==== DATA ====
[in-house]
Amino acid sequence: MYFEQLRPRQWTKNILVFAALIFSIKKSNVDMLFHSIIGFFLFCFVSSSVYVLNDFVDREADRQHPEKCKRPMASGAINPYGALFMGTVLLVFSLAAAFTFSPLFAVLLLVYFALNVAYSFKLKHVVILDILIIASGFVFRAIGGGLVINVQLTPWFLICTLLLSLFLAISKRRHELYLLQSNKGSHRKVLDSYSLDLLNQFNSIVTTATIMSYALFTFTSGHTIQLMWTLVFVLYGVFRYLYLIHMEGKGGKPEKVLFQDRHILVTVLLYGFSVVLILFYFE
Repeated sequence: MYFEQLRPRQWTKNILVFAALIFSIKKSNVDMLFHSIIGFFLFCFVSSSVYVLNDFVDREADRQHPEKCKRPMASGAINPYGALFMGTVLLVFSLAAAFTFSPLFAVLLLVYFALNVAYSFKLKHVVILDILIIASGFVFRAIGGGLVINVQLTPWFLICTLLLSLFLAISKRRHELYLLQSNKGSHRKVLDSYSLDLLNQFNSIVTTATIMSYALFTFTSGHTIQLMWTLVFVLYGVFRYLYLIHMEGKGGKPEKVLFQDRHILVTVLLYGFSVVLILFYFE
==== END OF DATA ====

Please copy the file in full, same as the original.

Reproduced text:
[in-house]
Amino acid sequence: MYFEQLRPRQWTKNILVFAALIFSIKKSNVDMLFHSIIGFFLFCFVSSSVYVLNDFVDREADRQHPEKCKRPMASGAINPYGALFMGTVLLVFSLAAAFTFSPLFAVLLLVYFALNVAYSFKLKHVVILDILIIASGFVFRAIGGGLVINVQLTPWFLICTLLLSLFLAISKRRHELYLLQSNKGSHRKVLDSYSLDLLNQFNSIVTTATIMSYALFTFTSGHTIQLMWTLVFVLYGVFRYLYLIHMEGKGGKPEKVLFQDRHILVTVLLYGFSVVLILFYFE
Repeated sequence: MYFEQLRPRQWTKNILVFAALIFSIKKSNVDMLFHSIIGFFLFCFVSSSVYVLNDFVDREADRQHPEKCKRPMASGAINPYGALFMGTVLLVFSLAAAFTFSPLFAVLLLVYFALNVAYSFKLKHVVILDILIIASGFVFRAIGGGLVINVQLTPWFLICTLLLSLFLAISKRRHELYLLQSNKGSHRKVLDSYSLDLLNQFNSIVTTATIMSYALFTFTSGHTIQLMWTLVFVLYGVFRYLYLIHMEGKGGKPEKVLFQDRHILVTVLLYGFSVVLILFYFE